From a press release issued by the DTCC...
Washington, D.C., May 25, 2011 – The Depository Trust & Clearing Corporation (DTCC) today cautioned in testimony before a House Agriculture subcommittee that the indemnification provision of Dodd-Frank could create unintended negative consequences, including undermining efforts to enhance transparency and mitigate systemic risk in the over-the-counter (OTC) derivatives market. The hearing was called to discuss global harmonization, extra-territoriality issues and technical concerns with the implementation of the Dodd-Frank Act.
"The underlying legislative intent of the Dodd-Frank Act could be subverted by the legislative language, preventing the exchange of information between regulators and frustrating efforts to identify and mitigate international financial risk and fragment regulatory oversight on a jurisdiction-by-jurisdiction basis," said Larry Thompson, DTCC managing director and general counsel, in testimony before the Subcommittee on General Farm Commodities and Risk Management.
Thompson said that foreign regulators are unlikely to grant US-based swap data repositories (SDRs) indemnification in exchange for access to data as required by the Dodd-Frank Act. Without an indemnity agreement, SDRs may be legally precluded from providing critical market data to regulators overseas. As a result, foreign jurisdictions could be incentivized to create their own local repositories to avoid indemnification—a move that would lead to data fragmentation.
"A proliferation of local repositories around the world would make it very difficult to obtain aggregated data for any particular asset class, impair market and regulatory oversight, create inconsistencies in data, frustrate data analysis and increase systemic risk," Thompson said. "There was no legislative history behind this provision, which was incorporated very late in the legislative process, nor was the indemnification requirement considered in the hearing process. DTCC believes the indemnification provision will significantly impede global regulatory cooperation."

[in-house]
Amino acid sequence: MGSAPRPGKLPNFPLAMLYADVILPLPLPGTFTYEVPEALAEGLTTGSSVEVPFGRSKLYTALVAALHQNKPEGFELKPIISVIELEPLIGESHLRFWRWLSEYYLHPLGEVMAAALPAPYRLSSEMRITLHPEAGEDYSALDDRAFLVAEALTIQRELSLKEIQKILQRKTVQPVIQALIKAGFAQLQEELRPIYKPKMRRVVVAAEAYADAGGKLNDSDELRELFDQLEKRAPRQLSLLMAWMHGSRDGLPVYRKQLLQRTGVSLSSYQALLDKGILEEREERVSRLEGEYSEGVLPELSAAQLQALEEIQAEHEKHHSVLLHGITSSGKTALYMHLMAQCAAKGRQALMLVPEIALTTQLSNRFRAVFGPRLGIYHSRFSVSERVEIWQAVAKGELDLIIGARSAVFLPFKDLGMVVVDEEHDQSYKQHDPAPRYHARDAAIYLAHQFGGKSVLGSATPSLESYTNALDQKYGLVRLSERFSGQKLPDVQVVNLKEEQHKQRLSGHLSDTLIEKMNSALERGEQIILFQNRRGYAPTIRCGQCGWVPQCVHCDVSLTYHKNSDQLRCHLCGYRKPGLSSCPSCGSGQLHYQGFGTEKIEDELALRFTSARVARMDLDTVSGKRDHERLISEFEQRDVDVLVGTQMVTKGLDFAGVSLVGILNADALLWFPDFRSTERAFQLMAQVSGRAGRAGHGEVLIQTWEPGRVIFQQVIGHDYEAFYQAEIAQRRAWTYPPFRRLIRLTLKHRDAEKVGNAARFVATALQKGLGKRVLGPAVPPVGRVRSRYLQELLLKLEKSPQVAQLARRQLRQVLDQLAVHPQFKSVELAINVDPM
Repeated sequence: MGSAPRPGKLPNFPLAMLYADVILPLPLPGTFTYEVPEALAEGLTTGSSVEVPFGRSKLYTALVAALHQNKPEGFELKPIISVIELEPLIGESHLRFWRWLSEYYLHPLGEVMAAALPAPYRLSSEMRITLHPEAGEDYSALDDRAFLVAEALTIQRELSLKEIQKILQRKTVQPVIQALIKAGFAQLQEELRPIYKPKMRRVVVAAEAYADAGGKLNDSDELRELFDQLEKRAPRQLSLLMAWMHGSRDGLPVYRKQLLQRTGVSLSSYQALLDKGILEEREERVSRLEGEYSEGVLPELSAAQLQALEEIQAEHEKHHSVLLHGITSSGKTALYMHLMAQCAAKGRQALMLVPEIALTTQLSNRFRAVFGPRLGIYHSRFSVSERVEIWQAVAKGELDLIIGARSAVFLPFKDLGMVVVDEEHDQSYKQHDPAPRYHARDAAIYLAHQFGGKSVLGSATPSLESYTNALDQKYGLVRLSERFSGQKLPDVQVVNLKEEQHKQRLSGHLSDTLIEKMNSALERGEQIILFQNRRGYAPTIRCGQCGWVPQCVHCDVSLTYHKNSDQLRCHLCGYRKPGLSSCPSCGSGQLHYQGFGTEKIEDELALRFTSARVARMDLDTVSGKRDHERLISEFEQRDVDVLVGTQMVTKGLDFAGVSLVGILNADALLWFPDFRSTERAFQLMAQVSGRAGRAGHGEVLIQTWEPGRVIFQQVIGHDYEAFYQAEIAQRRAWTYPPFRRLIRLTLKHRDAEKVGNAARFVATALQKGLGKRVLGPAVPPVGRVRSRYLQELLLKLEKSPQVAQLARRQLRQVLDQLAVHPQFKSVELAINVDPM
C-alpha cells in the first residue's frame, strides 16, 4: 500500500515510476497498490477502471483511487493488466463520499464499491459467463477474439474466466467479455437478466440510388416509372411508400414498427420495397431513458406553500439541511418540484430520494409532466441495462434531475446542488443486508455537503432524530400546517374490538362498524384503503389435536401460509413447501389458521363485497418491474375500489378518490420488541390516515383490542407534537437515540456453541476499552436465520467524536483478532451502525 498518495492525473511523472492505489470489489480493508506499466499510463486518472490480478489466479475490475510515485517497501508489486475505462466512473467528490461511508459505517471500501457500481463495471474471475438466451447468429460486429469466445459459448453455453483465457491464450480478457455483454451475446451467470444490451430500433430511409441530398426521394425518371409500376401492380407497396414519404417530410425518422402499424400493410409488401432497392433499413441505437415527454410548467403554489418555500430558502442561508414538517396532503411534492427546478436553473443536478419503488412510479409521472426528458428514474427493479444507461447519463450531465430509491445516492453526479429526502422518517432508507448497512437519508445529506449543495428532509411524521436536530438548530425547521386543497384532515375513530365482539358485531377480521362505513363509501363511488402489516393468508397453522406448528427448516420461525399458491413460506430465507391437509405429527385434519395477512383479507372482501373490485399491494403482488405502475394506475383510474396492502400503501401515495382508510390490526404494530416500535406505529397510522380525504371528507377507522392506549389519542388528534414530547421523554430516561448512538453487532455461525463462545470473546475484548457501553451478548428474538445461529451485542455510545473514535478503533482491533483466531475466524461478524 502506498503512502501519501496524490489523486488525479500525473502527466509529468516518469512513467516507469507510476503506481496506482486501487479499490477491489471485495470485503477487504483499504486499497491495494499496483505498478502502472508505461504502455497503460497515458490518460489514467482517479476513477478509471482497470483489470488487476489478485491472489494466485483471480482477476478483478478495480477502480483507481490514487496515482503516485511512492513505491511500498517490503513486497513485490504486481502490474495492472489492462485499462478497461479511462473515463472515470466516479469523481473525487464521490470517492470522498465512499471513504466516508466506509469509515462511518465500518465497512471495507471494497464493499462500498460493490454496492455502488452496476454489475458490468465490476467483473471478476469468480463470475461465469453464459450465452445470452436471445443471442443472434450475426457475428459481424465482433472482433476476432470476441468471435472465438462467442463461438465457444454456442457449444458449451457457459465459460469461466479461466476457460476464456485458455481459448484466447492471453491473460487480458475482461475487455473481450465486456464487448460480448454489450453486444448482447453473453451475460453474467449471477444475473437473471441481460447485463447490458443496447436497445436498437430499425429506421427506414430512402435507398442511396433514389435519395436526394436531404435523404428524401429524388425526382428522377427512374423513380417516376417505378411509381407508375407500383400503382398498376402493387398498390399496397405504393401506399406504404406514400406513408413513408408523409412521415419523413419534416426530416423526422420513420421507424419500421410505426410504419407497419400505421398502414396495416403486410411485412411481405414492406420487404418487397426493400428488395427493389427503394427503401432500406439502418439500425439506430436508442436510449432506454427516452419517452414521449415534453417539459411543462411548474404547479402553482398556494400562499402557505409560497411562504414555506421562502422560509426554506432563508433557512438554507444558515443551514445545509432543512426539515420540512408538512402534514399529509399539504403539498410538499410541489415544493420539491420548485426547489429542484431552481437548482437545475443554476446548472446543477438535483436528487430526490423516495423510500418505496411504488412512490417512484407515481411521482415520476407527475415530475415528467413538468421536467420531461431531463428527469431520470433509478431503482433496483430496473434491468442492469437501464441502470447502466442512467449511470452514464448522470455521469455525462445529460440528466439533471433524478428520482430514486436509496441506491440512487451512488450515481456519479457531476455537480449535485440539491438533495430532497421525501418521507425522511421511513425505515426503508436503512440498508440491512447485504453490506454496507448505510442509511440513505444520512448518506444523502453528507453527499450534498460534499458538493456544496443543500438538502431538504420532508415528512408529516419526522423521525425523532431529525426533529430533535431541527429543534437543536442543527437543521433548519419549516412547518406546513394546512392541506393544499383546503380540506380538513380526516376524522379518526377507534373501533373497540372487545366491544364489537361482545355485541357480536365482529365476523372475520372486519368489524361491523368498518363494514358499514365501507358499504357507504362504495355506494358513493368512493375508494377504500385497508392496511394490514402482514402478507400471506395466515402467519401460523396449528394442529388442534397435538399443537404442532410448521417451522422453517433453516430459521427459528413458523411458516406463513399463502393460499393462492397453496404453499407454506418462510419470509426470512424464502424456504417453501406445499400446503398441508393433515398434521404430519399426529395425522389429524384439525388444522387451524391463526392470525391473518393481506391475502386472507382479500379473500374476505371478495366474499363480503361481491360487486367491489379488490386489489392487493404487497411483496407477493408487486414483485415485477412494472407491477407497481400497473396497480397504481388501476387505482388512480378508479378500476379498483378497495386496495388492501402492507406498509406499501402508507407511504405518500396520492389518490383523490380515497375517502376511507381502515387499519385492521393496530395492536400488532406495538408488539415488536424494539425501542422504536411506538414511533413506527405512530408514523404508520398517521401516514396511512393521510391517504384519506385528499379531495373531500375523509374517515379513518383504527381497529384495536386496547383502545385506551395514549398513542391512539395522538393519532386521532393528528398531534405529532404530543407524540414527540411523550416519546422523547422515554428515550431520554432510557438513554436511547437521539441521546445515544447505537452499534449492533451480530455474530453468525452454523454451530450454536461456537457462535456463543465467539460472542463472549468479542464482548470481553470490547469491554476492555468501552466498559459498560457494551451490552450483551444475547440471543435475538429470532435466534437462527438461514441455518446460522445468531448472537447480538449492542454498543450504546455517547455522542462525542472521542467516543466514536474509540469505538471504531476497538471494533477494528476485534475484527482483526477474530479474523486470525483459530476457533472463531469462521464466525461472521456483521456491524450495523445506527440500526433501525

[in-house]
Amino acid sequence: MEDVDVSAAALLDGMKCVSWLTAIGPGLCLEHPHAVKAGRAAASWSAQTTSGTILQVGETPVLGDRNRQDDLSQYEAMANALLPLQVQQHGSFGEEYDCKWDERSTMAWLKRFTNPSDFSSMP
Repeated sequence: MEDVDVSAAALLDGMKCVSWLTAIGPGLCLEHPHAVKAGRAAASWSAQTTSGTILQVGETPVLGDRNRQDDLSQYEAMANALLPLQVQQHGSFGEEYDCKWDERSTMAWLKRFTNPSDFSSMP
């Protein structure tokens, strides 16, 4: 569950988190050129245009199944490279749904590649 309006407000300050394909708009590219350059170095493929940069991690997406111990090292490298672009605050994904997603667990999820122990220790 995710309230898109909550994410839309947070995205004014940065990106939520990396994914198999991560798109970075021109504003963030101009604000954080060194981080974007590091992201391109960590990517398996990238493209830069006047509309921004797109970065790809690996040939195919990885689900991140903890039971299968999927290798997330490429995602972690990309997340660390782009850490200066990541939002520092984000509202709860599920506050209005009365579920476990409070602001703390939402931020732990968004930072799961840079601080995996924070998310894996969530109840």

Thompson noted that while "technical correction" legislation would address the issue, he urged the Subcommittee to consider interim measures as well, including recognizing regulators who operate in a manner consistent with international agreements or regulatory forums, such as the OTC Derivatives Regulators Forum (ODRF), which includes maintaining the confidentiality of data. In addition, Thompson said modifications to the Dodd-Frank Act could also include provisions that deem compliance with those international agreements or regulatory forums as consistent with the indemnification requirement.
The ODRF is comprised of nearly 50 regulators and other authorities worldwide, including all of the major regulators and central banks in the U.S. and Europe.
DTCC currently operates a global Trade Information Warehouse, a centralized, comprehensive global electronic data repository containing detailed trade information for the global CDS markets. The TIW database currently represents about 98% of all credit derivative transactions in the global marketplace. It holds approximately 2.3 million separate contracts with a gross total notional value of $29 trillion and has operations in both the U.S. and the European Union.
DTCC recently launched an automated portal to provide regulators worldwide with direct, on-line access to global CDS data registered in the TIW -- the first such global regulatory service of its kind in the financial market place. Over 25 regulators around the world have registered and are active on the portal. The portal allows for each registered regulator to access reports tailored to their specific entitlements as a market regulator, prudential or primary supervisor, or central bank. These detailed reports are created for each regulator to show only the CDS data relevant to the individual regulator’s jurisdiction, regulated entities or currency.